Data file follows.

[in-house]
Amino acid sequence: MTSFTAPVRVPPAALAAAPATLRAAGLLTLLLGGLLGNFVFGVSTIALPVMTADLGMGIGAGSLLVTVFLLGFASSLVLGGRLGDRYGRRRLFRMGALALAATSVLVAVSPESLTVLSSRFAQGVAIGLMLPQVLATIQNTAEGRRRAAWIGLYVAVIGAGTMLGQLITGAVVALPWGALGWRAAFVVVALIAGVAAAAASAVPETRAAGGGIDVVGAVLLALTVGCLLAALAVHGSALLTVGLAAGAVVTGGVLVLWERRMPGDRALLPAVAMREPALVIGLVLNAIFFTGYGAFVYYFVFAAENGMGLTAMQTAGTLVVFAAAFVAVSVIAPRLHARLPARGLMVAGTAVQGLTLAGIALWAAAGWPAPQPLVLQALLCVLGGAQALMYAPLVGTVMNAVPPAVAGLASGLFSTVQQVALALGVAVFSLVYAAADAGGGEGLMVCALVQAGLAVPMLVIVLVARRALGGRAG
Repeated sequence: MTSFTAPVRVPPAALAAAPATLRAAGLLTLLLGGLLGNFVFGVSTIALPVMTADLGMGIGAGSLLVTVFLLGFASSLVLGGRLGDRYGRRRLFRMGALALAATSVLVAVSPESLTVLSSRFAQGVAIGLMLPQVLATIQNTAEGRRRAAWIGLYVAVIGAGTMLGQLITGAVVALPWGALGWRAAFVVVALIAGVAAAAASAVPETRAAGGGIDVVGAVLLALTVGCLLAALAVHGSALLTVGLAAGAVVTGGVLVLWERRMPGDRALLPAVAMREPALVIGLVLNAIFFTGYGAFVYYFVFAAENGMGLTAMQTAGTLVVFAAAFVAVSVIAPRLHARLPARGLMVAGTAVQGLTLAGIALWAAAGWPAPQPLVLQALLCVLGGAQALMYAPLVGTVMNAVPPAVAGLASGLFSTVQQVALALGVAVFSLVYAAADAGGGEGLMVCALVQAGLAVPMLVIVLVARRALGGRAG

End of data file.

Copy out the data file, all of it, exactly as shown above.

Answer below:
[in-house]
Amino acid sequence: MTSFTAPVRVPPAALAAAPATLRAAGLLTLLLGGLLGNFVFGVSTIALPVMTADLGMGIGAGSLLVTVFLLGFASSLVLGGRLGDRYGRRRLFRMGALALAATSVLVAVSPESLTVLSSRFAQGVAIGLMLPQVLATIQNTAEGRRRAAWIGLYVAVIGAGTMLGQLITGAVVALPWGALGWRAAFVVVALIAGVAAAAASAVPETRAAGGGIDVVGAVLLALTVGCLLAALAVHGSALLTVGLAAGAVVTGGVLVLWERRMPGDRALLPAVAMREPALVIGLVLNAIFFTGYGAFVYYFVFAAENGMGLTAMQTAGTLVVFAAAFVAVSVIAPRLHARLPARGLMVAGTAVQGLTLAGIALWAAAGWPAPQPLVLQALLCVLGGAQALMYAPLVGTVMNAVPPAVAGLASGLFSTVQQVALALGVAVFSLVYAAADAGGGEGLMVCALVQAGLAVPMLVIVLVARRALGGRAG
Repeated sequence: MTSFTAPVRVPPAALAAAPATLRAAGLLTLLLGGLLGNFVFGVSTIALPVMTADLGMGIGAGSLLVTVFLLGFASSLVLGGRLGDRYGRRRLFRMGALALAATSVLVAVSPESLTVLSSRFAQGVAIGLMLPQVLATIQNTAEGRRRAAWIGLYVAVIGAGTMLGQLITGAVVALPWGALGWRAAFVVVALIAGVAAAAASAVPETRAAGGGIDVVGAVLLALTVGCLLAALAVHGSALLTVGLAAGAVVTGGVLVLWERRMPGDRALLPAVAMREPALVIGLVLNAIFFTGYGAFVYYFVFAAENGMGLTAMQTAGTLVVFAAAFVAVSVIAPRLHARLPARGLMVAGTAVQGLTLAGIALWAAAGWPAPQPLVLQALLCVLGGAQALMYAPLVGTVMNAVPPAVAGLASGLFSTVQQVALALGVAVFSLVYAAADAGGGEGLMVCALVQAGLAVPMLVIVLVARRALGGRAG